A pediatric critical care physician at Ascension St. Vincent’s Peyton Manning Children’s Hospital in Indianapolis who was scheduled to lose his job Tuesday because he refused to be inoculated against COVID-19 will not be allowed to return to work following the denial of his motion for preliminary injunction against the hospital.
Paul Halczenko, M.D., was among five plaintiffs who sued Ascension after the hospital denied their requests for religious exemptions to the vaccine. They were all placed on leave on Nov. 12, 2021, and were told they would be terminated on Jan. 4, 2022, if they did not get the COVID-19 shot.
In their complaint filed Nov. 8 in the Southern Indiana District Court, the plaintiffs asserted the hospital violated the prohibition against religious discrimination in Title VII of the Civil Rights Act of 1964.
Ascension informed the federal court in mid-December that four of the plaintiffs had been allowed to return to their jobs, but Halczenko remained suspended.
The physician pushed forwarded with a motion for a preliminary injunction against the hospital so he could return to work. He told the court his work in the pediatric intensive care unit requires that he regularly practice the skills needed to perform complex procedures on critically ill infants and young children.
Finding the physician did not meet the required threshold for granting a preliminary injunction, the Southern Indiana District Court denied the motion in Paul Halczenko Dr., Jennifer Jimenez, Erin Nicole Gillespie, Valerie Fralic, Kristin Evans on behalf of Themselves and all those similarly situated v. Ascension Health, Inc., St. Vincent Hospital and Health Care Center, Inc. d/a/b/ Ascension St. Vincent Hospital, 1:21-cv-02816.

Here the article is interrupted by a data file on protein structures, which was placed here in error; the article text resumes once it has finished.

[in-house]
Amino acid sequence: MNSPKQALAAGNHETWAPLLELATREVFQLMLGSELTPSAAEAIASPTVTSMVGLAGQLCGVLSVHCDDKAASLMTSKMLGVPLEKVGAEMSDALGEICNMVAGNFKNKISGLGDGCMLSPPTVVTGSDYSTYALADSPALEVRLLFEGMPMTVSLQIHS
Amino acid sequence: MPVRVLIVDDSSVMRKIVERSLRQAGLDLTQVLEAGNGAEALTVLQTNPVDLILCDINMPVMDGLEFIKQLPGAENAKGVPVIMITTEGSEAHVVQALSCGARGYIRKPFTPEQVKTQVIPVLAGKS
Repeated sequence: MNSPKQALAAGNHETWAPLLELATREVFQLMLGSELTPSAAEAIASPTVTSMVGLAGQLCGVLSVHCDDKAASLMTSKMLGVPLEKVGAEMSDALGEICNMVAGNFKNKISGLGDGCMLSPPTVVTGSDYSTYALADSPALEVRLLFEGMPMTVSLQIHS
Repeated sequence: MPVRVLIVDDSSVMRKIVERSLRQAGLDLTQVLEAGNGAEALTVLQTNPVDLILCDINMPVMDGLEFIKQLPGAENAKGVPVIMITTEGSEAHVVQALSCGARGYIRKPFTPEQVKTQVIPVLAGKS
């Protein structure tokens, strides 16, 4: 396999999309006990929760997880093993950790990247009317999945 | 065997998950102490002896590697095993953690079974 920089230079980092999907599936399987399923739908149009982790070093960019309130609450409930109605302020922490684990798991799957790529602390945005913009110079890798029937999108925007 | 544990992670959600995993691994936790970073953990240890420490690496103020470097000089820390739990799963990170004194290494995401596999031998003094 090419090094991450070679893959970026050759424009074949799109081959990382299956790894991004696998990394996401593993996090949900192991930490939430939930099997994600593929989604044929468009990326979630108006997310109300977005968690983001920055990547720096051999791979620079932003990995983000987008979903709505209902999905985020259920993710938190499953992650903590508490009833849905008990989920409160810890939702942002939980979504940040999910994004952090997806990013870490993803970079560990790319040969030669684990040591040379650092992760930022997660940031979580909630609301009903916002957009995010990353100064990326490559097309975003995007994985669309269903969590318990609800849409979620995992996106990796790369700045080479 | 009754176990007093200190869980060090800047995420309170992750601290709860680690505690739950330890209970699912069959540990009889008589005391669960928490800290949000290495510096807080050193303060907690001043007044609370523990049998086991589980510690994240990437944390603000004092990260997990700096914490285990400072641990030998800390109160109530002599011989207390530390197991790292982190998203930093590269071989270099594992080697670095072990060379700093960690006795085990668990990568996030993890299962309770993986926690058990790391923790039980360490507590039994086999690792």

In particular, the physician failed to convince the court he would suffer irreparable harm to his skills and his reputation if he was not able to return to work. Halczenko claimed if he was out of work for more than five months, his skills would deteriorate to the point that he would be unable to pursue his career.
The court noted that even though the 7th Circuit has suggested that “deterioration” or “atrophy” of professional skills may support a finding of irreparable injury, the appellate court has repeatedly declined to issue injunctive relief based on those concerns.
Consequently, the Southern Indiana District Court held that while Halczenko has shown that his specialized skills will likely deteriorate during the pendency of this case, he has not shown he would be irreparably harmed as a result.
“First, while Dr. Halczenko has provided evidence that he has attempted to find locum tenens (temporary) positions in other geographic areas, he has not pursued full-time employment as a pediatric critical care physician outside of Indiana due to unwillingness to relocate,” Judge James Patrick Hanlon wrote. “Moreover, Dr. Halczenko has not submitted evidence that he applied for a position but was not selected because Ascension had suspended him. Instead, the impediment to securing locum tenens employment is the fact that Dr. Halczenko is not vaccinated.”
Also, the district court held, Title VII allows for a broad range of remedies that will address any harm to Halczenko, like reinstatement at Ascension with training so he can regain his skills.
“This wide range of equitable and legal remedies that would be available to Dr. Halczenko if he prevails cannot be ignored when considering whether his allegations establish a need for injunctive relief. Rather, the possibility that adequate compensatory or other corrective relief will be available in ordinary course of litigation, ‘weighs heavily against a claim of irreparable harm,’” Hanlon wrote, referencing Sampson v. Murray, 415 US 61 (1974), and Abbott Laboratories v. Mead Johnson & Co., 971 F.2d 6, 12 (7th Cir. 1992).
The parties are scheduled to conference Jan. 10 to discuss an expedited case management plan.